Some U.S. lawmakers have called for a halt to the $1.5 billion a year in mostly military assistance to Egypt.
     
    “The aid itself may not reverse what the interim government does,” Obama said in an interview with CNN. “But I think what most Americans would say is that we have to be very careful about being seen as aiding and abetting actions that we think run contrary to our values and our ideals.”
     
    He said the United States was re-evaluating its ties with Egypt. “There's no doubt that we can't return to business as usual, given what's happened,” he said.
     
    The United States has nurtured an alliance with Egypt since it signed a peace treaty with Israel in 1979. Military cooperation includes privileged U.S. access to the Suez Canal.
     
    The Brotherhood, hounded by Egypt's new army-backed rulers, had called for demonstrations across the country against the crackdown, testing the resilience of its battered support base.
     
    A few dozen Islamists, many of them women, marched in an old Cairo district. Some carried Egyptian flags or rolled-up Morsi posters. Others held umbrellas to ward off the afternoon sun.
     
    Asked if she was afraid, a fully veiled nursery teacher with four children, who gave her name only as Nasra, said: “God will make us victorious even if many of us are hurt and even if it takes a long time. God willing, God will bring down Sisi.”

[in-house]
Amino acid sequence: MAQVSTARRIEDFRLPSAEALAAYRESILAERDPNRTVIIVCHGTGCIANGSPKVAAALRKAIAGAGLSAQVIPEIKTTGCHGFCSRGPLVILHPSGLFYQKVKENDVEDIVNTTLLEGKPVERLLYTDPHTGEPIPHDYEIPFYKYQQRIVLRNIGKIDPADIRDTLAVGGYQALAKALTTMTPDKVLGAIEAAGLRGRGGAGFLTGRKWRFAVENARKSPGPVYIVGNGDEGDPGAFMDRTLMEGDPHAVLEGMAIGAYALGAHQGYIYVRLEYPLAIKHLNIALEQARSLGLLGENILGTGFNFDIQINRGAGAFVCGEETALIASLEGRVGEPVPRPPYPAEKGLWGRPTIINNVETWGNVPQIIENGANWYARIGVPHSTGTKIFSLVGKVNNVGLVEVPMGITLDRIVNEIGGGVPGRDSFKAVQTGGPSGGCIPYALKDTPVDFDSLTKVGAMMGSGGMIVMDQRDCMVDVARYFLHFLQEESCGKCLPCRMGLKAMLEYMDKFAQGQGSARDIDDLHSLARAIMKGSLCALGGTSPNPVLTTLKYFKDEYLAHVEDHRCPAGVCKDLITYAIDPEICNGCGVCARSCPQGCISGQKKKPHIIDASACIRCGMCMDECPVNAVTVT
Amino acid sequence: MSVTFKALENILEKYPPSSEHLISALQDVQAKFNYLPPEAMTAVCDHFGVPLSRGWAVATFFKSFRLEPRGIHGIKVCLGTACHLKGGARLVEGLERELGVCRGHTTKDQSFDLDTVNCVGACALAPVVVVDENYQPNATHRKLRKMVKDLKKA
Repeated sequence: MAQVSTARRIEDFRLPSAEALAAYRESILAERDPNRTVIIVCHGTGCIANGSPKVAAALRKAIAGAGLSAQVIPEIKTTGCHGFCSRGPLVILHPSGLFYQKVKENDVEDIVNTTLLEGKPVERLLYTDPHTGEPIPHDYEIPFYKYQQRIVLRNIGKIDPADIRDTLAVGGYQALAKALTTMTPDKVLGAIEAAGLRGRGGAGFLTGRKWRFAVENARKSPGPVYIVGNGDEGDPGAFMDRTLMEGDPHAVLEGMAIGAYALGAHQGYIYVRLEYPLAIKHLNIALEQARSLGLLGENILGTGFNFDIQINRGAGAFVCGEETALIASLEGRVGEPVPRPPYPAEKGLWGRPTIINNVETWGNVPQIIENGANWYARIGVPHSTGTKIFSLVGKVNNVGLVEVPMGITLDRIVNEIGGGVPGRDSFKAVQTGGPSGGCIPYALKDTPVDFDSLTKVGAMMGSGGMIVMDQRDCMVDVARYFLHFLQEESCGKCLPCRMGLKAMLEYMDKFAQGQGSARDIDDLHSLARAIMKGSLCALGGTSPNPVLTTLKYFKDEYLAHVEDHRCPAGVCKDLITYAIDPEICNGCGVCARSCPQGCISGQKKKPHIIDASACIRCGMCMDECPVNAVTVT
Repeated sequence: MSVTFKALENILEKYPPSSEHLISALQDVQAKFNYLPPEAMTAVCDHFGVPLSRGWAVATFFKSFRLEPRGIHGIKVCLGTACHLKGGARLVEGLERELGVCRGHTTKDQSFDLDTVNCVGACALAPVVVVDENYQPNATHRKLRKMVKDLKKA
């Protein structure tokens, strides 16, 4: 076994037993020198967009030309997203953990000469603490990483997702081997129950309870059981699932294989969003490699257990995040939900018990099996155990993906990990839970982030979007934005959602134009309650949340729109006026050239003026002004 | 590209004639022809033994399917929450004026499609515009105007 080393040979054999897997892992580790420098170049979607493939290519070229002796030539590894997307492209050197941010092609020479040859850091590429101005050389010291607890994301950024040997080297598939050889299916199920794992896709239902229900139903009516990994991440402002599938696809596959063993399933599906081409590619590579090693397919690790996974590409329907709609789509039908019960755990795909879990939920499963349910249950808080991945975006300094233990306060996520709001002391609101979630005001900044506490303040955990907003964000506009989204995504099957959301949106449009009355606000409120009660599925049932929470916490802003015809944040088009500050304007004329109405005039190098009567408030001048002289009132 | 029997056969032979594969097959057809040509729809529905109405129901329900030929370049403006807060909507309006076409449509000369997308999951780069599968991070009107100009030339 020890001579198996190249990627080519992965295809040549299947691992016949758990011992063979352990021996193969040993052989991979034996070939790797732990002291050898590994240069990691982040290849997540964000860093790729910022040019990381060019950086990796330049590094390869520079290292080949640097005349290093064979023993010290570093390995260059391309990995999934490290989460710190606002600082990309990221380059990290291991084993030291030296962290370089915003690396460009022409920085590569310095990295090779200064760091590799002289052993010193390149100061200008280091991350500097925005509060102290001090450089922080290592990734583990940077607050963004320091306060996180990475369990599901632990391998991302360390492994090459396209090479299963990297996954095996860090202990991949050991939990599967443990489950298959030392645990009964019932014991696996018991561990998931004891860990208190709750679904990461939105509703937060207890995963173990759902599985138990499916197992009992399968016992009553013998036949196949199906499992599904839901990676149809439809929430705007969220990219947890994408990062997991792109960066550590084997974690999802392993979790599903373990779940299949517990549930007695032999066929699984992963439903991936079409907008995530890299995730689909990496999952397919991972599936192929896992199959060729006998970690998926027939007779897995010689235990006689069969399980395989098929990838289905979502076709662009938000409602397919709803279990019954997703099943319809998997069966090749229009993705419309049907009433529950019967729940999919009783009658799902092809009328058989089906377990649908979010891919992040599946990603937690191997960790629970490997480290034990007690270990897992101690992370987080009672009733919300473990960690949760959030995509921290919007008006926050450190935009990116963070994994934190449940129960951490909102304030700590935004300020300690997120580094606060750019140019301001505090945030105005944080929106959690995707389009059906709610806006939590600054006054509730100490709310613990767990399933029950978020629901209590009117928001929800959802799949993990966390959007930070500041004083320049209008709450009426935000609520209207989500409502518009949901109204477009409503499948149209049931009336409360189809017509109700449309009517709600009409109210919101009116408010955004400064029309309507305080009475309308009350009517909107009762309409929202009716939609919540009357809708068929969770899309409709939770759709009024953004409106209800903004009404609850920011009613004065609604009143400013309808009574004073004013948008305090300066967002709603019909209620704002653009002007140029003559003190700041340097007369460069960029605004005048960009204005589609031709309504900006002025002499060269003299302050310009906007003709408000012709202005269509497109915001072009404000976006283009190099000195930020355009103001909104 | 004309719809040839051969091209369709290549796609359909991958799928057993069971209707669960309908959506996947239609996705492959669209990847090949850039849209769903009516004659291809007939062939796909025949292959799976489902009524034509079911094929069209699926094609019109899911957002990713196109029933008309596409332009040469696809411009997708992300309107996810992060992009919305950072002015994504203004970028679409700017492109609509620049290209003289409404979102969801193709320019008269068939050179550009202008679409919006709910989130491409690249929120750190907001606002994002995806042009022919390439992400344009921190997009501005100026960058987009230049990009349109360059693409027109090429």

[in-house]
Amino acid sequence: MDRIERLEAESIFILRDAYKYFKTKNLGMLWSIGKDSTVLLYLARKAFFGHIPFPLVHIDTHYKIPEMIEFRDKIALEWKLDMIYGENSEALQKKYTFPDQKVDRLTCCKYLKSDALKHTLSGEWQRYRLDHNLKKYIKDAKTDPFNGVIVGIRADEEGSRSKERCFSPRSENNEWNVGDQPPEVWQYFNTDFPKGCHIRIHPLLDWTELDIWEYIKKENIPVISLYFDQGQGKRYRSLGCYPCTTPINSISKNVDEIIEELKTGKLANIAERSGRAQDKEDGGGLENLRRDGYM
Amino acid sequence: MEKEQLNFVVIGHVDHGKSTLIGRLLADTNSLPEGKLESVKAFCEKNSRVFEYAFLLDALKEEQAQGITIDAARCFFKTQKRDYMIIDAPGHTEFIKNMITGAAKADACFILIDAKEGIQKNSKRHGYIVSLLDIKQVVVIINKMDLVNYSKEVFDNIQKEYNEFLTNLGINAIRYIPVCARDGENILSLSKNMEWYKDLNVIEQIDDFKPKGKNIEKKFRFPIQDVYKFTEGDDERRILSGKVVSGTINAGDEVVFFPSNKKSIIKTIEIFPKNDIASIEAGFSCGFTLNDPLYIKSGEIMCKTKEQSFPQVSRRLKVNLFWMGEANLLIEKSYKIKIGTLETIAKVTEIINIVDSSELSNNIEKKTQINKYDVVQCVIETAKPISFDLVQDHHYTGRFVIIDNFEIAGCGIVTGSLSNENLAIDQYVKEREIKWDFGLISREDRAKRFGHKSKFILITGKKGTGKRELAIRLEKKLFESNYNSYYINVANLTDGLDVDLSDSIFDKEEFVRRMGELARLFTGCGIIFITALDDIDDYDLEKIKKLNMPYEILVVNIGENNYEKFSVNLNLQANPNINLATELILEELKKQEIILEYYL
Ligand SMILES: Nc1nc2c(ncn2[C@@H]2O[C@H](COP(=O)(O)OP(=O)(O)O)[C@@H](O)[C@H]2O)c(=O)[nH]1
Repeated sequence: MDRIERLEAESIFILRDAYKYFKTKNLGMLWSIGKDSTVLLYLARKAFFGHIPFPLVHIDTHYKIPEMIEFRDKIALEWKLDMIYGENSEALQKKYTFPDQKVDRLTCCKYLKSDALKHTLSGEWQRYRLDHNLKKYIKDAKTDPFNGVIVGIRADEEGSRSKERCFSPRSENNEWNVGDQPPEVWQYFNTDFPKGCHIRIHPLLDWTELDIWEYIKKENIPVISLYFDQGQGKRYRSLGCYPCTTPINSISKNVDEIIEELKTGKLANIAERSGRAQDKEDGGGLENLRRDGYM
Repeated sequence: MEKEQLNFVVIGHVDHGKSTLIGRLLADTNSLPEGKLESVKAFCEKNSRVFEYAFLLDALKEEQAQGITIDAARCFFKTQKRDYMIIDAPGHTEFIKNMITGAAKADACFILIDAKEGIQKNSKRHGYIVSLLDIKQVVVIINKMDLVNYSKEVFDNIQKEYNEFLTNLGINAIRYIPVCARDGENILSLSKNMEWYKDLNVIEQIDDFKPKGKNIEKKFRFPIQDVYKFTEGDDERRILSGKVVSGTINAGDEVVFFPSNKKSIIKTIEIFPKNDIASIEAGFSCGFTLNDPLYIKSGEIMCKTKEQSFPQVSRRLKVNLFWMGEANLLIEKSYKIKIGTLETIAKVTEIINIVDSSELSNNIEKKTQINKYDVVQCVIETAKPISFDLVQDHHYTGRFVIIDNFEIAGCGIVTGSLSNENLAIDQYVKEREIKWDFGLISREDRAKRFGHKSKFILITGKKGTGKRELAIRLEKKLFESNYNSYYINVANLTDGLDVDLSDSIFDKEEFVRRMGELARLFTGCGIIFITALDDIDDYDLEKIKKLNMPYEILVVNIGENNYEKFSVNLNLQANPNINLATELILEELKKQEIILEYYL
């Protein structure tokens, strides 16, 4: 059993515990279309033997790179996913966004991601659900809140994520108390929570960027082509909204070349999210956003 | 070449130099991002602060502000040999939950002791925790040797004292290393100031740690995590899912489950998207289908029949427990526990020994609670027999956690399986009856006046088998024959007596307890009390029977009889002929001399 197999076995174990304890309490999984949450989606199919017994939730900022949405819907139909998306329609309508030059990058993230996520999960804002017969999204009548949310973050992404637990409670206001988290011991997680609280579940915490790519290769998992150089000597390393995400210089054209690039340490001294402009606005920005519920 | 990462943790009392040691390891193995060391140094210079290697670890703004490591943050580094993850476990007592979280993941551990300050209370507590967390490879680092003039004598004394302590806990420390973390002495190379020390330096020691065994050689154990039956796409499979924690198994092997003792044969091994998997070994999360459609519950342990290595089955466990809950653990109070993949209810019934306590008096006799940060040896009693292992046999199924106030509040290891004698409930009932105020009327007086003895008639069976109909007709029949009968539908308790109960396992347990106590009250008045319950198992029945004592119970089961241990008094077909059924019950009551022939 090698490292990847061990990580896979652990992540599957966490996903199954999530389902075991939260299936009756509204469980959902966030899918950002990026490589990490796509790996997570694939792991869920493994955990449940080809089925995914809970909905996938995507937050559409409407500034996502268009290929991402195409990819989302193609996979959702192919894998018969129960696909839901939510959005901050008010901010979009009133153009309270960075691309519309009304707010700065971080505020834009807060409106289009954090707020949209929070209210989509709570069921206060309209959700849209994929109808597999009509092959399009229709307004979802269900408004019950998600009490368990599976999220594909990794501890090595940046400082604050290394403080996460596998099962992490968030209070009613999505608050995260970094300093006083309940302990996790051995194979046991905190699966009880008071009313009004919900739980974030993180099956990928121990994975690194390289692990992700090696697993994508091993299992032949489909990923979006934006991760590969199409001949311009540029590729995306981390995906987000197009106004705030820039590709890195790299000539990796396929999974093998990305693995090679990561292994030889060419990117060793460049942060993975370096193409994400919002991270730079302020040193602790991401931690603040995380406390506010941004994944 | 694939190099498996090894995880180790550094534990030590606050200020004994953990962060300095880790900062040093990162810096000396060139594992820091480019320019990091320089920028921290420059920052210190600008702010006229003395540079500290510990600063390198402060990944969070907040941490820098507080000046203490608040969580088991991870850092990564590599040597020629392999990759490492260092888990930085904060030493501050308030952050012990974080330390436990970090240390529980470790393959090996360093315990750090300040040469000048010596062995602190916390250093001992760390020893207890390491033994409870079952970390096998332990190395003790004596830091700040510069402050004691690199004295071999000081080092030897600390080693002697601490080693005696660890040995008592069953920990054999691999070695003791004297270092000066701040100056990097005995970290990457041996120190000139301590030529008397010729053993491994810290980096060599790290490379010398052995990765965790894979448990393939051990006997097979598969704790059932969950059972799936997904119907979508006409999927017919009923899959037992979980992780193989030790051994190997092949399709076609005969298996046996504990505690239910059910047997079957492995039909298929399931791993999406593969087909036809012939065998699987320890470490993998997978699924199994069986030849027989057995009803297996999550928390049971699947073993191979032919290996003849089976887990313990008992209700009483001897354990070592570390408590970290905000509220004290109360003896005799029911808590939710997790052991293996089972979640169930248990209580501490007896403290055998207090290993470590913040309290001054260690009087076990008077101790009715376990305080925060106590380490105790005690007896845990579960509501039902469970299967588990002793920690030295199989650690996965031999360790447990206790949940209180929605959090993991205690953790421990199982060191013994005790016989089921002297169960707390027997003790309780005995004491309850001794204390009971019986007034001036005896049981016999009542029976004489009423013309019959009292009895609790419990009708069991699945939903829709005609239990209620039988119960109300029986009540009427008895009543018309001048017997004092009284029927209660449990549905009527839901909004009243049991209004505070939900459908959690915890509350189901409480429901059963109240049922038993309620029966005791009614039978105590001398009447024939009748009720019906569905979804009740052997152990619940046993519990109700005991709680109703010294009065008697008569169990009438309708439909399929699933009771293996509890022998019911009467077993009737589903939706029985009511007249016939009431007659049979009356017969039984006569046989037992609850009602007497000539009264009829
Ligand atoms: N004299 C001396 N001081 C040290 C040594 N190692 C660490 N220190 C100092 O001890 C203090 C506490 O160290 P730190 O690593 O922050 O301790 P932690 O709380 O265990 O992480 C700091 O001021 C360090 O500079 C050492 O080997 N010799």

Low-key approach
     
    Security forces kept a watchful eye, but did not flood the streets, even near Cairo's central Fateh mosque where gun battles killed scores of people last Friday and Saturday.
     
    The mosque's metal gates and big front door were locked and chained. Prayers were canceled. Two armored vehicles were parked down the street, where people shopped at a busy market.
     
    Only one riot police truck stood by near Rabaa al-Adawiya square in northeastern Cairo, home to the Brotherhood's biggest protest vigil until police and troops stormed in, killing hundreds of people, bulldozing barricades and burning tents.
     
    The mosque there was closed for repairs. Workmen in blue overalls stood on scaffolding as they covered its charred walls with white paint. Children scavenged through piles of garbage.
     
    Troops used barbed wire to block a main road to Nahda Square, the site of the smaller of the two Brotherhood sit-ins.
     
    The authorities declared a month-long state of emergency last week and they enforce a nightly curfew. The state news agency said the armed forces had strengthened their presence around the presidential palace and the defense ministry.
     
    The Muslim Brotherhood, which won five successive votes held in Egypt after the overthrow of Hosni Mubarak in 2011, has been jolted by a week of bloodshed and the arrest of many of its leaders in what the authorities call a battle with terrorism.
     
    In a symbolic victory for the army-dominated old order, Hosni Mubarak, the ex-military former president who ruled Egypt with an iron fist for 30 years before an uprising toppled him in 2011, was freed from jail on Thursday. His successor Morsi, Egypt's first freely elected president, remains behind bars.
     
    The Brotherhood's “General Guide” Mohamed Badie, who was arrested on Tuesday, is due to go on trial on Sunday along with two other senior figures, Khairat al-Shater and Saad al-Katatni, on charges that include incitement to violence.